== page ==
The apartment’s dead bolt was a bit trickier. There are off-the-shelf solutions to control a dead bolt, but they are often expensive. [Daniel] built his own solution using a simple servo motor bolted to the door. The servo is controlled by the Arduino which is in turn controlled via two broken intercom buttons that already existed within the apartment. The buttons were originally used to either speak to or listen to a visitor before buzzing them into the building. They had never worked for [Daniel] so he re-purposed them for his own project. The whole DIY door locker is enclosed in a custom-made laser cut wooden box.
Click past the break for the rest of [Daniel’s] story.
Continue reading “HAL is Duct Tape for Home Automation”
[Styropyro] did a great job of taking common parts and making an interesting item. He calls this his Tornado lamp, and it’s made with stuff you probably have around the house — well you might have to substitute more common glassware for that Erlenmeyer flask.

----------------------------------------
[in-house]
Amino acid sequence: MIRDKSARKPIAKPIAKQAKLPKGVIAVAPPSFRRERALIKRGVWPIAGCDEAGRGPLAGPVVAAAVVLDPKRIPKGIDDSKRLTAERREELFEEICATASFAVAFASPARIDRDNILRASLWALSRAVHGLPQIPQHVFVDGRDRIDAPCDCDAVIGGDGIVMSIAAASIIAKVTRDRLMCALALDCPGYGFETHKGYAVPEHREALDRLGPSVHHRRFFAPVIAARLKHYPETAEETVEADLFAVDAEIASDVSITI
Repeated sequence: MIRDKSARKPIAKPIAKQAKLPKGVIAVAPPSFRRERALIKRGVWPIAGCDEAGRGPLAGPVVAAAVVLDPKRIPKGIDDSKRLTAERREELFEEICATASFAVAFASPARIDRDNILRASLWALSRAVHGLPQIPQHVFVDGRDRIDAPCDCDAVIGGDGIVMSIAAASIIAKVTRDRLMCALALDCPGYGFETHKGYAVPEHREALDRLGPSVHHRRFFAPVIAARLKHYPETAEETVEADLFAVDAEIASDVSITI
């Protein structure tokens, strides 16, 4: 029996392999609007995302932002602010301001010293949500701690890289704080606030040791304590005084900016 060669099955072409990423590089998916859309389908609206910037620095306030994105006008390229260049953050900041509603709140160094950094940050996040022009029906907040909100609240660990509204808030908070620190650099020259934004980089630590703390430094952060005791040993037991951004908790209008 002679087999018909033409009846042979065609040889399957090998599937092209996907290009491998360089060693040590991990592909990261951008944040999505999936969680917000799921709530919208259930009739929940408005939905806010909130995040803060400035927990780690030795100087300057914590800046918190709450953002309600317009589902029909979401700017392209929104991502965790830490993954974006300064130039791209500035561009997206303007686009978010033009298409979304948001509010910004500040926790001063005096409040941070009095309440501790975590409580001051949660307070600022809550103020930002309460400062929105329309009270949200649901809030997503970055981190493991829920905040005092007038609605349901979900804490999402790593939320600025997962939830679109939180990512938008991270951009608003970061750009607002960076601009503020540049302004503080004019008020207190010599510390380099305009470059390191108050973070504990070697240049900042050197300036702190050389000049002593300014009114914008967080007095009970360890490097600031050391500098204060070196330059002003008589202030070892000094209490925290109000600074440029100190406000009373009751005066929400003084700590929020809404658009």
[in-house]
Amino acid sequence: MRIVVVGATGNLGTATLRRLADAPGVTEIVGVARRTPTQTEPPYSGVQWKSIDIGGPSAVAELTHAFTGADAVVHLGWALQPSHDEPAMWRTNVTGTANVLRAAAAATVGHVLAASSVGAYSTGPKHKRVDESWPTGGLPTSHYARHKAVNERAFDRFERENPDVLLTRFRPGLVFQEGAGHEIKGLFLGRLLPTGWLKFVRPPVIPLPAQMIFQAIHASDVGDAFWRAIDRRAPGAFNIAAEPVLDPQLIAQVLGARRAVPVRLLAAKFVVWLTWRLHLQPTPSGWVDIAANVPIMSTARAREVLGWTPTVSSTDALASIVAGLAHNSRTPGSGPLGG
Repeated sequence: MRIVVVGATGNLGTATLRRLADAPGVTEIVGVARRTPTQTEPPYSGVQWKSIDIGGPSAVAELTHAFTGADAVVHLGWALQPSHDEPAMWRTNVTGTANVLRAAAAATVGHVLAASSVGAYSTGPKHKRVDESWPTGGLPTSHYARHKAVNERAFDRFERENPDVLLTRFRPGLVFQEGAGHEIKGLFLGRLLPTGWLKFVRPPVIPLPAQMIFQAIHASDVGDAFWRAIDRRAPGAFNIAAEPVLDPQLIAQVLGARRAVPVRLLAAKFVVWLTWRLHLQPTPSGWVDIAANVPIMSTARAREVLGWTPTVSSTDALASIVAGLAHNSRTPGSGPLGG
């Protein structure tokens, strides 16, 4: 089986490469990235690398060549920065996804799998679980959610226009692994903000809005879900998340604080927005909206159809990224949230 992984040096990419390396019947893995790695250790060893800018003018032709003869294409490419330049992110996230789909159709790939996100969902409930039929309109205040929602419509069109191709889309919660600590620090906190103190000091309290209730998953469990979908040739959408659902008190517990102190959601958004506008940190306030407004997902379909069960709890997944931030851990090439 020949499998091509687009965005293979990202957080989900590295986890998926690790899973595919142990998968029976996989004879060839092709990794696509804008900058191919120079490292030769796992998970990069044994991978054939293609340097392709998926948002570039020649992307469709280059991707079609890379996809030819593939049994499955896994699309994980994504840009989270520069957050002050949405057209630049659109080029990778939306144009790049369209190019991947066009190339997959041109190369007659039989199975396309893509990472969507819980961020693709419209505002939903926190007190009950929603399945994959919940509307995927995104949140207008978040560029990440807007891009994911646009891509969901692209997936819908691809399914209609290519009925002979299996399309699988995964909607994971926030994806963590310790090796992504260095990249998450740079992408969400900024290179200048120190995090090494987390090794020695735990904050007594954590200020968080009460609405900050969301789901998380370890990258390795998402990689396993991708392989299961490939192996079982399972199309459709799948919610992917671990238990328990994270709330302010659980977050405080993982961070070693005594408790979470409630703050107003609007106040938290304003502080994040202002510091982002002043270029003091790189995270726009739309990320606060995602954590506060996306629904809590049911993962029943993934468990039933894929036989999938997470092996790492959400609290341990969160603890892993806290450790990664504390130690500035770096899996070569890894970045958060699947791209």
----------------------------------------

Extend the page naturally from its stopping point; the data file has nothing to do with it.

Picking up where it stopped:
The bulk of the hack is in the base. You’ll find a laser diode pointed at a small scrap of mirror. That mirror is mounted on the center of a small case fan, giving the tornadic effect when spinning. To make everything fit just right, the laser is pointed horizontally, with the fan/mirror at a 45 degree angle. The beam points up through a hole in the project box and illuminates the liquid in the flask. That liquid is water doped with a substance that fluoresces. In this shot it’s some fluorescein, but we did mention you can do this with stuff from around the house. [Styropyro] demonstrates the use of liqud from some highlighting markers as a substitute.
If you’re decoration a mad scientist’s lab this is a perfect companion for a Jacob’s ladder.
Continue reading “Tornado lamp made with lasers”